A very peculiar Nigerian gas price surge and COP26
October 18, 2021558 views0 comments
By Abubakar A. Nuhu-Koko
Nigeria is known to be a fossil fuel nation since 1956 when the first crude oil well was discovered and put into exploitation at Oloibiri community in the present day Bayelsa State.
Over the years the quantum of crude oil and gas reserves discovered to be available (i.e. proven reserves) have been estimated to be over 30 billion barrels of crude (including condensate) and gas reserve, according to Worldometers.info, is estimated to be about 186,610,000 million cubic Ft (MMcf), ranked 9th in the world, and accounting for about 3% of the world’s total natural gas reserves of 6,923 Tcf.
Also, gas production is estimated to be 3,009,650 Million Cubic Ft (MMcf). Nigeria has proven gas reserves equivalent to 306.3 times its annual consumption.
This means it has about 306 years of gas left (at current consumption levels and excluding unproven reserves) and ranked 12th in the world.
Gas consumption is put at 664,628 Million Cubic Ft (MMcf). That is to say, Nigeria consumes 3,192 cubic feet of natural gas per capita every year (based on the 2017 population of 190,873,244 people), or 9 cubic feet per capita per day and ranked 38th in the world, accounting for about 0.5% of the world’s total consumption of 132,290,211 MMcf.
Also, Nigeria is said to have a yearly surplus of +2,345,022 Million Cubic Ft (MMcf), with zero gas import and high annual flare volumes of over two million tonnes of Liquid Petroleum Gas (LPG).
Nigeria exports 31 percent of its natural gas production (929,844 MMcf in 2015 or 0.5% of Net exports), given net gas exports of 929,844 Million Cubic Ft (MMcf) and a proven reserve left of 99.2 percent.
These historic figures changed on June 4, 2020, when the Director of Nigeria’s Department of Petroleum Resources (the oil and gas industry upstream regulatory authority), Mr. Sarki Auwalu, put Nigeria’s Proven Gas Reserve at 203.16tcf.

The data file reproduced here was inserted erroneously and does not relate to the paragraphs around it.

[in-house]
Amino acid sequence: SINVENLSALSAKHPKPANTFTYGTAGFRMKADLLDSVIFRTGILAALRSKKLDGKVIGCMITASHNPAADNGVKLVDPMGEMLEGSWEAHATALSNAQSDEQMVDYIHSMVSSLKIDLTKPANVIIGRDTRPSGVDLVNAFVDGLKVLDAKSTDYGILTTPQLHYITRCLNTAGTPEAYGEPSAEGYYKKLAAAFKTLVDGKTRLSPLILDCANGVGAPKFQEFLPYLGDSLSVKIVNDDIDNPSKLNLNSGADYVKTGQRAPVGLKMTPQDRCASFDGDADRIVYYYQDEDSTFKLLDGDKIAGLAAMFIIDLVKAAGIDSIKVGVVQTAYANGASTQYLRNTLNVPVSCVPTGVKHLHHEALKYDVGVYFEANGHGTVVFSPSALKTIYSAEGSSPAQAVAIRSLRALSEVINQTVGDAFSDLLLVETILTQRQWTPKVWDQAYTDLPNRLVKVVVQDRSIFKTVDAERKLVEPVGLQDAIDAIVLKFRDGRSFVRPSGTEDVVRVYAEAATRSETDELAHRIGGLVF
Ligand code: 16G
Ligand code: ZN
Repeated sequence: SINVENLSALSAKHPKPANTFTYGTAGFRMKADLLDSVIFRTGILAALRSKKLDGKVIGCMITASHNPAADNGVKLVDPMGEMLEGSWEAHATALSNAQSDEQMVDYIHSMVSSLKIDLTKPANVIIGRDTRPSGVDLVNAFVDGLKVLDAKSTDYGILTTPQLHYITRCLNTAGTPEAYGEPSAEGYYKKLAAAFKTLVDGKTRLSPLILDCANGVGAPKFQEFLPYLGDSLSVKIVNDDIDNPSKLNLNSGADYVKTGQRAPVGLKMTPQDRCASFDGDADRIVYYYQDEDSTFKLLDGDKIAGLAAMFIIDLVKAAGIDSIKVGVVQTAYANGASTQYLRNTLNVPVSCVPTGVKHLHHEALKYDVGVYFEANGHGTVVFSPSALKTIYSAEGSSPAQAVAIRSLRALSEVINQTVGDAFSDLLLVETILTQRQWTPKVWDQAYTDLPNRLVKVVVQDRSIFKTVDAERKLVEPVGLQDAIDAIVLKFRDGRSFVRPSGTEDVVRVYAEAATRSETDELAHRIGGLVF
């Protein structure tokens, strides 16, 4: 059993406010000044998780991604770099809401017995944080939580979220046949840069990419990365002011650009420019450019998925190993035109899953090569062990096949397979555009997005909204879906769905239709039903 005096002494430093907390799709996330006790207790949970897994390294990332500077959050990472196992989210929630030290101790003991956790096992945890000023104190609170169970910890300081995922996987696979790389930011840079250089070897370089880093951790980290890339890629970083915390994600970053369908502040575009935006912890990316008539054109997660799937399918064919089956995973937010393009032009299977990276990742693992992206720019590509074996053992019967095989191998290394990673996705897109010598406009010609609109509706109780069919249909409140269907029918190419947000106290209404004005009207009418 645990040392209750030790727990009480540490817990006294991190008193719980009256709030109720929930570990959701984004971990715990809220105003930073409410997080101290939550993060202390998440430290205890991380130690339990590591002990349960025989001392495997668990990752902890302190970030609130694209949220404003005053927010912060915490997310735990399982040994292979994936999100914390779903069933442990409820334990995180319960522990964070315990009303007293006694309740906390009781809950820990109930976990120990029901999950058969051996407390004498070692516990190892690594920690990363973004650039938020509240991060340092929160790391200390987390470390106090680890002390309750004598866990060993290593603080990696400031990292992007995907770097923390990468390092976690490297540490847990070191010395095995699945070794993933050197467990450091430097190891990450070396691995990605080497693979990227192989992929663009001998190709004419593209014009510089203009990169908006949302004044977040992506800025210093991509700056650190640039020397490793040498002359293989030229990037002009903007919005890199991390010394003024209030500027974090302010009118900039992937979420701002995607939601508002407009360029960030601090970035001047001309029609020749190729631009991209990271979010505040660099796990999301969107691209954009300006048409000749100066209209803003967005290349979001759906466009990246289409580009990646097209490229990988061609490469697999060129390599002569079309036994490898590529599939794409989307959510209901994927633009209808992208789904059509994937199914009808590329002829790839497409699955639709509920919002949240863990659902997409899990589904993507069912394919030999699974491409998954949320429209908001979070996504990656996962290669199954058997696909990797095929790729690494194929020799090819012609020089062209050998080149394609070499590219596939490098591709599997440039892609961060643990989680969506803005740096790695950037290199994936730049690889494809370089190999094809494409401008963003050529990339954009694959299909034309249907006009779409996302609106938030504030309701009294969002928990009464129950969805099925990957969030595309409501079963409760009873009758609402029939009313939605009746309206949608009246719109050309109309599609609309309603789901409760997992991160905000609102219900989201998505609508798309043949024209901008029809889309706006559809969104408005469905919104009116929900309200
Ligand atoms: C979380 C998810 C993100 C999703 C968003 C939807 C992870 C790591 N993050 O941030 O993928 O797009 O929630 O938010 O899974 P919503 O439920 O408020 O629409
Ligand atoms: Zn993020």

Mr. Auwalu said the new figures represented a marginal increase of 1.16tcf in proven natural gas reserves representing 0.57 percentage increase from previous 202tcf recorded on January 1, 2019.
Paradoxically, however, almost 40 percent of these reserves are not available in the short term as they are stranded in gas caps and not accessible until much after the production of oil.
The remaining available reserves fall far short of the required reserves base to meet the domestic demand for the product. Thus, one would imagine with these impressive figures of Nigeria’s gas endowment, the country is facing a gas price surge at the same time as most of the European countries are facing severe energy prices surge; especially gas prices.
For instance, in January 2021, the price of a 12.5kg cylinder of Liquid Petroleum Gas (LPG) in Sokoto was N3, 500. The price steadily increased to N5, 000 by June 2021 and it is N7, 300 in the month of October 2021; more than doubled in the space of 10 months!
What explains this sky-rocketing price rise of LPG?
Some of the likely explanatory variables may include firstly, a deliberate price gouging by the LPG marketers due largely to the oligopolistic structure of the domestic gas market; controlled by few major players.